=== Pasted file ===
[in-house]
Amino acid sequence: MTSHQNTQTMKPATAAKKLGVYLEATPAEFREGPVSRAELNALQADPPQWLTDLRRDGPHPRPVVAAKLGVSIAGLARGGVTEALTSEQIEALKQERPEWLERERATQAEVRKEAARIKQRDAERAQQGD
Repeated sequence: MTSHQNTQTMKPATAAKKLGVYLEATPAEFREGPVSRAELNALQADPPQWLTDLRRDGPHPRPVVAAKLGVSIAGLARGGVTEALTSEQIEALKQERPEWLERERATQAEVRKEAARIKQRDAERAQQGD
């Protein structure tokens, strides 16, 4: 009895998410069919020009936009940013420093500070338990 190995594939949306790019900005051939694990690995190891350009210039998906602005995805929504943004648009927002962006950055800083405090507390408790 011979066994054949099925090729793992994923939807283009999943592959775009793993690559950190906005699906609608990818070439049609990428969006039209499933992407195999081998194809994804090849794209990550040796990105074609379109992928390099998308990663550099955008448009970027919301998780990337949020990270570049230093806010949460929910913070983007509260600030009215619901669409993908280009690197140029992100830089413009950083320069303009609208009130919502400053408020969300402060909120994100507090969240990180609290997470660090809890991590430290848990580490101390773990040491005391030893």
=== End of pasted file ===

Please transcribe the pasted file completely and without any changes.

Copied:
[in-house]
Amino acid sequence: MTSHQNTQTMKPATAAKKLGVYLEATPAEFREGPVSRAELNALQADPPQWLTDLRRDGPHPRPVVAAKLGVSIAGLARGGVTEALTSEQIEALKQERPEWLERERATQAEVRKEAARIKQRDAERAQQGD
Repeated sequence: MTSHQNTQTMKPATAAKKLGVYLEATPAEFREGPVSRAELNALQADPPQWLTDLRRDGPHPRPVVAAKLGVSIAGLARGGVTEALTSEQIEALKQERPEWLERERATQAEVRKEAARIKQRDAERAQQGD
């Protein structure tokens, strides 16, 4: 009895998410069919020009936009940013420093500070338990 190995594939949306790019900005051939694990690995190891350009210039998906602005995805929504943004648009927002962006950055800083405090507390408790 011979066994054949099925090729793992994923939807283009999943592959775009793993690559950190906005699906609608990818070439049609990428969006039209499933992407195999081998194809994804090849794209990550040796990105074609379109992928390099998308990663550099955008448009970027919301998780990337949020990270570049230093806010949460929910913070983007509260600030009215619901669409993908280009690197140029992100830089413009950083320069303009609208009130919502400053408020969300402060909120994100507090969240990180609290997470660090809890991590430290848990580490101390773990040491005391030893």